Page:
I thought I had given you all of my holiday recipes, but it turns out that I forgot the most important one of all. Fudge!
As you know, I make fudge every holiday season without fail. No Christmas is complete without the requisite fudge-packing jokes. This particular fudge recipe is the same one I’ve been making since high school. My dad brought home a plate of holiday cookies from a company party in the late eighties, and I immediately zeroed in on the fudge. For weeks, I badgered him to get the recipe. I nagged him as only a 16-year-old adolescent female with a cocaine-like chocolate addiction can (count your blessings, Dad). Finally, he tracked down the source of the fudge, and she wrote out the instructions. I still have her original hand-written note, though I never got her name. With the secrets to delicious fudge in my possession, I could presumably get back to the important business of shellacking my entire head in a candy-like shell of Aqua Net.
It wasn’t until a few years ago that I realized there was a slight error in the recipe. The following was written in the ingredient list: "¼ cup (1 stick) butter." Since I’m a parenthetical kind of girl, I used 1 stick. Well, ¼ cup is actually half a stick of butter, but my high-school self didn’t catch the mistake. My early-thirties self didn’t either, so I’ve been making this stuff extra delicious for years! Still do.
I hesitate to use the word foolproof with any recipe, especially for fudge. Especially on the Internet. I mean, anything can fail if you try hard enough. This recipe is no different. But it’s certainly more forgiving than most fudge recipes. The small dose of corn syrup from the marshmallows prevents the sugar from recrystallizing in a coarse, grainy fashion, ensuring a nice, creamy texture. If you’re good at stirring, then you can make this fudge. You don’t even need a candy thermometer. (Now before you write off this recipe as substandard because it doesn’t use a candy thermometer, I’ll have you know that I made a batch yesterday WITH a candy thermometer just for kicks, and guess what? It still works. As long as you live at sea level and don’t double the recipe, five minutes of hard boiling will get you to the soft-ball stage.)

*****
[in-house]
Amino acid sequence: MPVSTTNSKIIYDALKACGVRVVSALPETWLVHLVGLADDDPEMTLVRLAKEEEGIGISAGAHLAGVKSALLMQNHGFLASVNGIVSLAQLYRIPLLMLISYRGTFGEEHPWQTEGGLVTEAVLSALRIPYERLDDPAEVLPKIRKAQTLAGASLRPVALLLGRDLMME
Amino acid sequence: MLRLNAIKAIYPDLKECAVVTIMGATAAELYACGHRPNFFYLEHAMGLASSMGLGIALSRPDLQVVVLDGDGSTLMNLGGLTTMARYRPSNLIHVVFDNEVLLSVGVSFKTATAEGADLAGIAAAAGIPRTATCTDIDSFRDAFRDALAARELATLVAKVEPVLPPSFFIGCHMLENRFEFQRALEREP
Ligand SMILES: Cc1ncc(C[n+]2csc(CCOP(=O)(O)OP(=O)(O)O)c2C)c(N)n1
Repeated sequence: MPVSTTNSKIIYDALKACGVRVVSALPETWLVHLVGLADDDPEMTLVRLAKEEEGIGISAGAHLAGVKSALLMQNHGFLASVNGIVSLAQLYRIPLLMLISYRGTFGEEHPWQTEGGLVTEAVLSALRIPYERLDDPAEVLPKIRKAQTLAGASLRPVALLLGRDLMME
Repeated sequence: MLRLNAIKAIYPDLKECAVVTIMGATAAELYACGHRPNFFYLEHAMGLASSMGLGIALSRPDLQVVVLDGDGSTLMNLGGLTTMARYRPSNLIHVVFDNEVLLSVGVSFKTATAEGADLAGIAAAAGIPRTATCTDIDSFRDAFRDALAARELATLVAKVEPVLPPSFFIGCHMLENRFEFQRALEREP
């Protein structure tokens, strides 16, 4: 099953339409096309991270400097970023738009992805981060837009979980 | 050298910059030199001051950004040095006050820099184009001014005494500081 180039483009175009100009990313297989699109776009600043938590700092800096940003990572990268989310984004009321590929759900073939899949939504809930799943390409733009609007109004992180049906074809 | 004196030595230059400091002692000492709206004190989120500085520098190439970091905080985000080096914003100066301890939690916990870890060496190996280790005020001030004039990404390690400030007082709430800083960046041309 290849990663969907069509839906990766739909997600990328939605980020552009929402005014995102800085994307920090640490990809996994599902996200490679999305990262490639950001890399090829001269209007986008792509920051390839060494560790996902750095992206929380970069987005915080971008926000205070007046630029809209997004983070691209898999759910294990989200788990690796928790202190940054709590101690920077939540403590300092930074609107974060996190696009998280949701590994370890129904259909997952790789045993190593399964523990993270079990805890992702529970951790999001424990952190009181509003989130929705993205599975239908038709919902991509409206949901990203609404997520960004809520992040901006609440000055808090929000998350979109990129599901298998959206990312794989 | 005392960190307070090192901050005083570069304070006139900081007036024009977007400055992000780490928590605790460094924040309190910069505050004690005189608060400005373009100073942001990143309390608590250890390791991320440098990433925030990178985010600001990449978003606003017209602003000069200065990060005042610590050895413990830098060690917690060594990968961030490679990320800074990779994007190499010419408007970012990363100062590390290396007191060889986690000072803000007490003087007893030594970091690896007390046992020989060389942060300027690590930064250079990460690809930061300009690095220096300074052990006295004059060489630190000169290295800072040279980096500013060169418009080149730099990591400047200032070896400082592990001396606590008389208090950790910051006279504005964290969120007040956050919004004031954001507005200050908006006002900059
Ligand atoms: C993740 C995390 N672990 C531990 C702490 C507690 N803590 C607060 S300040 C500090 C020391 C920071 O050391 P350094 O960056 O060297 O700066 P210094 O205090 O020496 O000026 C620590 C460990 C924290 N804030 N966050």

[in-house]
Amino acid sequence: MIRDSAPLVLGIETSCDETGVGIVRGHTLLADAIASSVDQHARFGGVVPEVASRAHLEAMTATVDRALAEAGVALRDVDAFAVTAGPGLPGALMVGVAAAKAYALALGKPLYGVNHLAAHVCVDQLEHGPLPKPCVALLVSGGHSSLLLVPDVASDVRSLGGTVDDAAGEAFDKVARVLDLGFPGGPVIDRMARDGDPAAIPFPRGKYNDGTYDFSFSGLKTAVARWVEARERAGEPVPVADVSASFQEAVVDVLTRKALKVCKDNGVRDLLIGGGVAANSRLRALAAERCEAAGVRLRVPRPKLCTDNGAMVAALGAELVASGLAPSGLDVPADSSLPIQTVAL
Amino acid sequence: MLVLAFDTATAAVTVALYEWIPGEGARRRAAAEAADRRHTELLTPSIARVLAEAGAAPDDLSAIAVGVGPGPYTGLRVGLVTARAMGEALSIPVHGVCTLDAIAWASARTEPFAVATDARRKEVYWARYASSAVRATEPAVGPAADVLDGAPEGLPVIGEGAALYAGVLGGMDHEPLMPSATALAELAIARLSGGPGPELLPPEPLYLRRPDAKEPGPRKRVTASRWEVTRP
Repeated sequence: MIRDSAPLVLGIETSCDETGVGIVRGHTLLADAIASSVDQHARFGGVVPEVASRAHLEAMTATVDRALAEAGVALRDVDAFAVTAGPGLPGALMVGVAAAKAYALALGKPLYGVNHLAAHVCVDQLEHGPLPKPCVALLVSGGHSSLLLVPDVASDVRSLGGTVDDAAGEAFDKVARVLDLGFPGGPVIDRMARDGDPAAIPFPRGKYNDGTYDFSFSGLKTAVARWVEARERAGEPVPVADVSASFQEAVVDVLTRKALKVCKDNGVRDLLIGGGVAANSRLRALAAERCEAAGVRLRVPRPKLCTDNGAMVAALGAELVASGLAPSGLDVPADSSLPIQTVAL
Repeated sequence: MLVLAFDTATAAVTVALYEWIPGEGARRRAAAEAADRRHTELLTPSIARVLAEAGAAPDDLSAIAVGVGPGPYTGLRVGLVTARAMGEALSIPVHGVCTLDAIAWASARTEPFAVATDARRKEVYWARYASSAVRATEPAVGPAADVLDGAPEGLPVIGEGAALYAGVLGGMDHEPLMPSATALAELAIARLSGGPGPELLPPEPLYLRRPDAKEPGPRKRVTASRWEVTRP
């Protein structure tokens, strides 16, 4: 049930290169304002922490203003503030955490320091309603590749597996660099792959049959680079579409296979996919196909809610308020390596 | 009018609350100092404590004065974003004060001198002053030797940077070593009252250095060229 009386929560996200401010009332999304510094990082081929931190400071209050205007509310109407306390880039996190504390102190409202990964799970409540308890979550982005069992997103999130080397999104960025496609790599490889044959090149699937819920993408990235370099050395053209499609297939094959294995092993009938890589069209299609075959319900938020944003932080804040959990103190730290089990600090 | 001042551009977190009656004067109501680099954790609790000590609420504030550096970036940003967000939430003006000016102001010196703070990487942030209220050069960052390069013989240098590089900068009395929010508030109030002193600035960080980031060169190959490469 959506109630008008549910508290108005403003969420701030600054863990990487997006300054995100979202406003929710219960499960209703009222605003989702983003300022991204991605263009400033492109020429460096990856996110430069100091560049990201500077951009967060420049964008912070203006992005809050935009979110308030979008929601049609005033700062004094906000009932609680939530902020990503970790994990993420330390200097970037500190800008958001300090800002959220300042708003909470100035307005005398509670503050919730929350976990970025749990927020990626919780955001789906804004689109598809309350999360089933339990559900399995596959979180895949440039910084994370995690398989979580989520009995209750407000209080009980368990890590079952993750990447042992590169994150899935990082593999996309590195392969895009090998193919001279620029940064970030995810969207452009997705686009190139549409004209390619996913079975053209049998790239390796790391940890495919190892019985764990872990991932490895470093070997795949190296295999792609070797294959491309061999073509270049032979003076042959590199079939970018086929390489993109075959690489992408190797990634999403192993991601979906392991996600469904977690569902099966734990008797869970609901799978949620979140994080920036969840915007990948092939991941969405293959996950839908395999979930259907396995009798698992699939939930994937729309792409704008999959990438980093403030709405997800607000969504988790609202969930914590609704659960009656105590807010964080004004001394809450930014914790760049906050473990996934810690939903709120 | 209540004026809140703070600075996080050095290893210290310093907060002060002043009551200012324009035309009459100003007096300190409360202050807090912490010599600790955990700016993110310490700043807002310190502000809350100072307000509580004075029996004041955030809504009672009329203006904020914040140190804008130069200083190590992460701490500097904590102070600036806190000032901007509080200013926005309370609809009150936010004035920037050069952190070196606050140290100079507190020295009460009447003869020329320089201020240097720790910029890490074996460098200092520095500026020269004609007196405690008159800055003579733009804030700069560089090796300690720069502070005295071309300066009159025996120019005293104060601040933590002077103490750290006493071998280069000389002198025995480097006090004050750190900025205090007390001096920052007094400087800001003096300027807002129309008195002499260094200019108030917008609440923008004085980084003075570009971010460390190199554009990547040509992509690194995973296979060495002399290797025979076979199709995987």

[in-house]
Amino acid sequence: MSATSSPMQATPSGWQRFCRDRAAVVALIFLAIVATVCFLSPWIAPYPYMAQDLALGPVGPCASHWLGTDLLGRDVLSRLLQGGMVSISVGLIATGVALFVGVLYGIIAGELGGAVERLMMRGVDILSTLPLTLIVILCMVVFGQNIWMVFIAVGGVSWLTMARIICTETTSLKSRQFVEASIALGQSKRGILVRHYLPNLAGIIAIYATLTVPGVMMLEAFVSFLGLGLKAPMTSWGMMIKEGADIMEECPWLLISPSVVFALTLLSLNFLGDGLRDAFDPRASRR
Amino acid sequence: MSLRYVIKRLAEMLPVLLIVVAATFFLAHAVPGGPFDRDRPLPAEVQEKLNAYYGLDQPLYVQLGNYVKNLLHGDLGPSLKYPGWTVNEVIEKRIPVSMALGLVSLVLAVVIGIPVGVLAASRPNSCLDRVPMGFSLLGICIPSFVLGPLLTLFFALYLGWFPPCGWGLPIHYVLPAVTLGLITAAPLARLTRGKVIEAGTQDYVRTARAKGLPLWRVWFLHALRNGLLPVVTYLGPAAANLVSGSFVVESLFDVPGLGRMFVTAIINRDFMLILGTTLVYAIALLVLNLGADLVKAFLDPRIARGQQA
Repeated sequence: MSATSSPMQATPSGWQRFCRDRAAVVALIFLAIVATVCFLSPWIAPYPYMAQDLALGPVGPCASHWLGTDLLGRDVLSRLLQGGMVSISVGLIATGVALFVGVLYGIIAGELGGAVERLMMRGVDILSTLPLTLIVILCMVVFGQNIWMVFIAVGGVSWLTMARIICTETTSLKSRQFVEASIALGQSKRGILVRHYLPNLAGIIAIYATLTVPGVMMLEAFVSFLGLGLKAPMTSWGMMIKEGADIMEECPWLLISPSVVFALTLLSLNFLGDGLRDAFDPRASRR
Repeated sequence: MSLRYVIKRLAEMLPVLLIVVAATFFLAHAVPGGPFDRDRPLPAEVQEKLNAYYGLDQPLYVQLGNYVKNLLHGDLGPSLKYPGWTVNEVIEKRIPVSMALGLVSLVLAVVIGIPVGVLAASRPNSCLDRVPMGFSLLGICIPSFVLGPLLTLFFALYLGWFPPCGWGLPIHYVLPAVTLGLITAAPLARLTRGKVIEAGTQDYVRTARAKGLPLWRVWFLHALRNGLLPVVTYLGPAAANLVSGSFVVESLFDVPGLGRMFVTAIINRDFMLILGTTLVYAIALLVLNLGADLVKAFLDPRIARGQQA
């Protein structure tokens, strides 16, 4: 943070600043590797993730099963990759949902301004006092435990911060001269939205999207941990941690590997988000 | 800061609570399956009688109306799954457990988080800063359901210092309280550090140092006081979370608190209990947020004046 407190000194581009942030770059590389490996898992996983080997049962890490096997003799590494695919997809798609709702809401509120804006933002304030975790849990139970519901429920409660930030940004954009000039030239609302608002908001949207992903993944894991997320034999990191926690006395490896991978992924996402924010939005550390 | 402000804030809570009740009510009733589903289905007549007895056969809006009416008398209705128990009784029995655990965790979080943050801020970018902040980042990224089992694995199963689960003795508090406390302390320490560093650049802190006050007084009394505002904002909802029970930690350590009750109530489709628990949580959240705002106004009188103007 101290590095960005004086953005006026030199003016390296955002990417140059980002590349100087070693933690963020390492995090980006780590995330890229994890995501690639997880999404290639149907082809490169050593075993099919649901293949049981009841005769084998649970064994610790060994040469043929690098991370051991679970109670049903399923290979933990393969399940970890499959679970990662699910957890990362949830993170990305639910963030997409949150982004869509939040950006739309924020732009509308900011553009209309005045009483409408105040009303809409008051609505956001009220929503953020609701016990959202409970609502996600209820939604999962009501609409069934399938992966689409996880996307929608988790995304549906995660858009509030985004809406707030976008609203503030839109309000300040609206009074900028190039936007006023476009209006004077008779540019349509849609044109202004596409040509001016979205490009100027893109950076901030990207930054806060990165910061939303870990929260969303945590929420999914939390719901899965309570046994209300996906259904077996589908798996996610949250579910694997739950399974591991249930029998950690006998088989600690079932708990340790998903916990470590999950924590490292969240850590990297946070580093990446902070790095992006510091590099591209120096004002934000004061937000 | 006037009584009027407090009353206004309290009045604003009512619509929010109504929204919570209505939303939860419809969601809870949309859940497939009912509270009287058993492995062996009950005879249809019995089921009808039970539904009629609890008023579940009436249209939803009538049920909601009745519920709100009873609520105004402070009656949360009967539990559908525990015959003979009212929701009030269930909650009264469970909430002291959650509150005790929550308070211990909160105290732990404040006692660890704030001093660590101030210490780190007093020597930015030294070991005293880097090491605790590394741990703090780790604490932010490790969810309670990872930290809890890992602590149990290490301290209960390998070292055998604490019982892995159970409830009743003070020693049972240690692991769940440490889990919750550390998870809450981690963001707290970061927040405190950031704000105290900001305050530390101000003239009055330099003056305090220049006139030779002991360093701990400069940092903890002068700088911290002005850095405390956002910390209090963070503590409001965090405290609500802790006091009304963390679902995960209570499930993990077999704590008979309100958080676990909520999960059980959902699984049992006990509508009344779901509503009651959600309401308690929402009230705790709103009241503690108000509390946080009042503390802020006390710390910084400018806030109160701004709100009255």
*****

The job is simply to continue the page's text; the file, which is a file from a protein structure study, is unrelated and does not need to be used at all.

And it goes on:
Now that I’m older and snobbier, it has occurred to me that maybe I should move to a fancier, non-marshmallow-based recipe. But why? Everybody loves this fudge. They tell me it’s the best fudge they’ve ever had. I, for one, can eat a whole pan on my own. I certainly pay my dues with the other candy I make this time of year, a time-consuming and finicky praline-ish butter-pecan fudge (also known as Boston cream candy). I figure I’ve been making this version of chocolate fudge for 20 years and I’m probably not going to change. Not unless you can direct me to a recipe that calls for two whole sticks of butter!
Happy New Year!
The better the chocolate you use, the better the resulting fudge.
1 cup (6 oz.) semi-sweet chocolate chips
1 tsp. vanilla
2¼ cups sugar
1 stick unsalted butter (or half!)
¾ cup evaporated milk
16 large marshmallows
¼ tsp. salt
Line an 8-inch square cake pan with foil. Get your handheld electric mixer at the ready. Also, have some oven mitts nearby.
To a large bowl, add chocolate chips and vanilla. Set aside. In a medium, 4-quart saucepan, add sugar, butter, milk, marshmallows, and salt. Stirring constantly with a wooden spoon, bring to a boil over medium heat. You want the marshmallows to be just about melted by the time the bubbling starts. If they’re not, reduce the heat a bit until they do. Bring mixture to a heavy boil and, always stirring, set the timer for 5 minutes. Careful—hot mixture can spatter. Use an oven mitt if necessary. After 5 minutes, the temperature should be in the soft ball range (235°F-240°F).
Remove pot from heat immediately, and carefully pour hot mixture over chocolate chips. On a low speed, blend with mixer until uniformly brown. Blending on high speed will introduce lots of air bubbles, which you don’t want. Quickly pour fudge into your prepared pan. Let cool until firm. Makes 2 lbs.